2. proudlycanadian - May 29, 2012 at 6:22 AM

    The big spending Angels and the Red Sox have finally evened their won/loss records. The big spending (Fielder) Tigers remain below the .500 mark. So far, a big payroll has not been rewarded by a lot of success on the field.

    • Jack Marshall - May 29, 2012 at 9:07 AM

      Just wait.

  3. paperlions - May 29, 2012 at 7:35 AM

    I made my first trip to Fenway yesterday to see the Red Sox – Tigers game. I don’t know that I would say I was disappointed, but well….to me…it was just another ball park. The whole “America’s most beloved ballpark” think (and yes, they say that over the loud speakers and have signs telling you that everywhere) is pretty silly. Yeah, the seats were old, crappy, small, and uncomfortable…wasn’t a big deal. Yeah, the sight lines kind of suck, wasn’t a big deal. There weren’t many facilities (so you had to walk a little), but there was never a wait. The new electronic boards that use the old scoreboard motif are cool. The monster seats look very cool. There is advertising on just about every flat surface in the place, which does kill a lot of the feel of the park.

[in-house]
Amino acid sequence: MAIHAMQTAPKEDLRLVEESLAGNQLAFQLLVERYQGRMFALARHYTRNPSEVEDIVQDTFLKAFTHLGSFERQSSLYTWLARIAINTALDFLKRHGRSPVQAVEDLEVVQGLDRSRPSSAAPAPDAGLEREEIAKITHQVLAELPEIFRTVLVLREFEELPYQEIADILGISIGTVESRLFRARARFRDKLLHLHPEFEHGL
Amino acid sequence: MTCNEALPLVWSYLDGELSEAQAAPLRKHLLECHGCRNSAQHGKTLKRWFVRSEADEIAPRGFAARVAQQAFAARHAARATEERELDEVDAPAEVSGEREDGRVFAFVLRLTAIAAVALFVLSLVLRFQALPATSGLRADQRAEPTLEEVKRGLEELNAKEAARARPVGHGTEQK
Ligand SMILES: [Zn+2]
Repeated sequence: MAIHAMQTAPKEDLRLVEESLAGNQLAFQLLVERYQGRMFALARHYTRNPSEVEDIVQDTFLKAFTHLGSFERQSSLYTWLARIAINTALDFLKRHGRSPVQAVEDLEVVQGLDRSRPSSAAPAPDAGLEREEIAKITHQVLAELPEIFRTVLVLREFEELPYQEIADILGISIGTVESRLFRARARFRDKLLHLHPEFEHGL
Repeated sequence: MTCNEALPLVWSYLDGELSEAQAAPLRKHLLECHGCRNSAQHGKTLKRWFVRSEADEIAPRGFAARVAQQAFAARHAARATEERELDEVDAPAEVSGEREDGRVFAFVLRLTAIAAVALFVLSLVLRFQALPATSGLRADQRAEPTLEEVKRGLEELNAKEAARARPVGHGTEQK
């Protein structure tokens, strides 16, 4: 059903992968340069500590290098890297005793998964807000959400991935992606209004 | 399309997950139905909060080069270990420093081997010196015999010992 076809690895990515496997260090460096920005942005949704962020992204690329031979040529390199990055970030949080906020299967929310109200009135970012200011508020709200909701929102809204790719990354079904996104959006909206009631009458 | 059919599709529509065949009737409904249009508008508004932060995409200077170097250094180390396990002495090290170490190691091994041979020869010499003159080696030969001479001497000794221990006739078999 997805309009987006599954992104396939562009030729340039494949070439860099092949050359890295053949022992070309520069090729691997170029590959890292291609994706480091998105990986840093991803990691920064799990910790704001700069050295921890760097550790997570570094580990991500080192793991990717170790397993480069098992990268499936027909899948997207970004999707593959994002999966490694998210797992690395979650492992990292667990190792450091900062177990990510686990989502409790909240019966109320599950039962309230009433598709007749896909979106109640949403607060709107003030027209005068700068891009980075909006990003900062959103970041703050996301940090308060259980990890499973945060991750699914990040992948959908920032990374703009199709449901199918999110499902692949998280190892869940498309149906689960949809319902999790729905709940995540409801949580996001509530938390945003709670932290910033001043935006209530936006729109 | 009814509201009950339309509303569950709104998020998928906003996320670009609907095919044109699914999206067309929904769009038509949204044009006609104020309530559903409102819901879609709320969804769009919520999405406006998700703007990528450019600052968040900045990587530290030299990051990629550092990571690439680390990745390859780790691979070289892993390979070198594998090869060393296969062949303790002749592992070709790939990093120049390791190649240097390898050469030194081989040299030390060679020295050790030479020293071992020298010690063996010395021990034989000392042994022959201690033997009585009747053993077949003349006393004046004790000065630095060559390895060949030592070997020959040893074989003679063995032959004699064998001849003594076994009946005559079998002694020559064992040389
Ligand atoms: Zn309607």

I fully approve of the ball park food served there, brats, dogs, popcorn, pretzels, and other typical traditional ball park food….you know…things that can be made well at a ball park and eaten while sitting in a tiny wooden seat…..not a lot of the silly things you see done horribly attempted at other parks. There were no beer men…you had to leave your seat for one, and there was only one size of been (small)…that is probably my biggest complaint.

    The fans were fine. Generally courteous and just there to happily root on the Red Sox. Lots of Tigers fans in Tigers gear, didn’t see or hear a single taunt. The crowd was so monocromatic, I half expected a hockey game to be played. The lameness that is the singing of sweet can only be fully appreciated live. Just goes to show you that making a song from the 60s a tradition in the late 90s is going to lead to something embarrassing.